High-tech meets low-tech in wood-wrapped electronics trend

A new earphone is made in part with reclaimed wood, which reportedly improves sound quality. But is wood's tactile appeal what really draws us to wood-based electronics accessories?

There is a good reason guitars and violins are made with wood and not plastic, says Griffin Technology, a maker of accessories for personal electronics, in the marketing material for its new wood-encased earphones. "Music loves wood."

So will music sound better as it's pumped through these new WoodTones earbuds, made partially with reclaimed wood? Griffin says the wood will "accentuate vocals and bass while also improving sound volume" so that users will be able to lower their normal volume levels.  More appealing to me are the "super soft TPE [thermoplastic elastomer] cable jackets" that coat the leads, which connect your digital music player to the tiny speakers, thereby muting external noise and vibrations.

But with the earbuds, Griffin is carving into an interesting trend in electronics accessories: using low tech (wood) to dress up high tech (smartphones, tablets, etc.). Wood offers a soft "hand" or feel, which appeals to consumers and perhaps makes us all feel a little less like cyborgs as we fill out pockets and backpacks with an array of portable electronics. Silicon covers, on the other hand, remind us how synthetic many of the items we handle every day have become.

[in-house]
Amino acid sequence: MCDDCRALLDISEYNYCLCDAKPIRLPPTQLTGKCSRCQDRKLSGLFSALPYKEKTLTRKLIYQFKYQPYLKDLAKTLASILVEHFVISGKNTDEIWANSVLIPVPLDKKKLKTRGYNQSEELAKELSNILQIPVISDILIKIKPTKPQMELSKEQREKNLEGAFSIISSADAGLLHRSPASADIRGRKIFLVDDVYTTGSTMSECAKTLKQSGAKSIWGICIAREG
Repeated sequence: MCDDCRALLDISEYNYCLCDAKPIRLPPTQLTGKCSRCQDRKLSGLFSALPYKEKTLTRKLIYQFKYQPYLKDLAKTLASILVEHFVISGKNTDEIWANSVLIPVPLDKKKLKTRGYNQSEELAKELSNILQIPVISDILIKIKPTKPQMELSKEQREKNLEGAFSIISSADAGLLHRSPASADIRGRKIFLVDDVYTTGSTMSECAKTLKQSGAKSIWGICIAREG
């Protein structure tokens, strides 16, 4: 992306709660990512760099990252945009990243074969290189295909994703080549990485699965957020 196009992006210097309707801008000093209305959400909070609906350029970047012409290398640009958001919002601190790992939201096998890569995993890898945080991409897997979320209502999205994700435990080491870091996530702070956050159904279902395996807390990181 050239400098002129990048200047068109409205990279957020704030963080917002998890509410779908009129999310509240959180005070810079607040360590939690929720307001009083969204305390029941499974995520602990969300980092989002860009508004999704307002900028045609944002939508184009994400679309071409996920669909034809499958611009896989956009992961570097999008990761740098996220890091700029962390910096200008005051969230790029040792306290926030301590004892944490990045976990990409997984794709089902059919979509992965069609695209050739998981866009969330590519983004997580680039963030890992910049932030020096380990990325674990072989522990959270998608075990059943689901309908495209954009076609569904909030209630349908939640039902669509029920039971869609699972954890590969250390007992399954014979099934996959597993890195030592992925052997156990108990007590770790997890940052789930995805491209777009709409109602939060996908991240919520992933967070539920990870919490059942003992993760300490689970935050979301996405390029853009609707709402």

Wood is also appealing to manufacturers because it is renewable and readily salvaged as production scrap material. That puts the "eco" in the economics of marketing these items. Plus, laser cutters are great for customizing, decorating and branding wood.

Another great example of this trend is the SkateBack, a iPhone cover (of sorts...it's just a flat back cover, which makes me seriously dubious about its utility) made of recycled skateboard deck wood. SkateBack is made through a collaboration between Grove, a maker of wooden covers for the iPhone 4 and iPads; Maple XO, a startup that makes jewelry from used skateboard; and PS Stix, an American skateboard manufacturer.

PS Stix creates an endless stream of skateboard scrap at its production facility in Costa Mesa, California, so Grove and MapleXO are working together to turn that scrap into the SkateBack.

As we learned in this post about artist Haroshi and his skateboard sculptures, decks are composites of many, multicolored layers. This detail makes for a mighty pretty phone accessory, as you'll see here:

By the way, the SkateBack can be yours for $49.

Image: Griffin Technology

This post was originally published on Smartplanet.com

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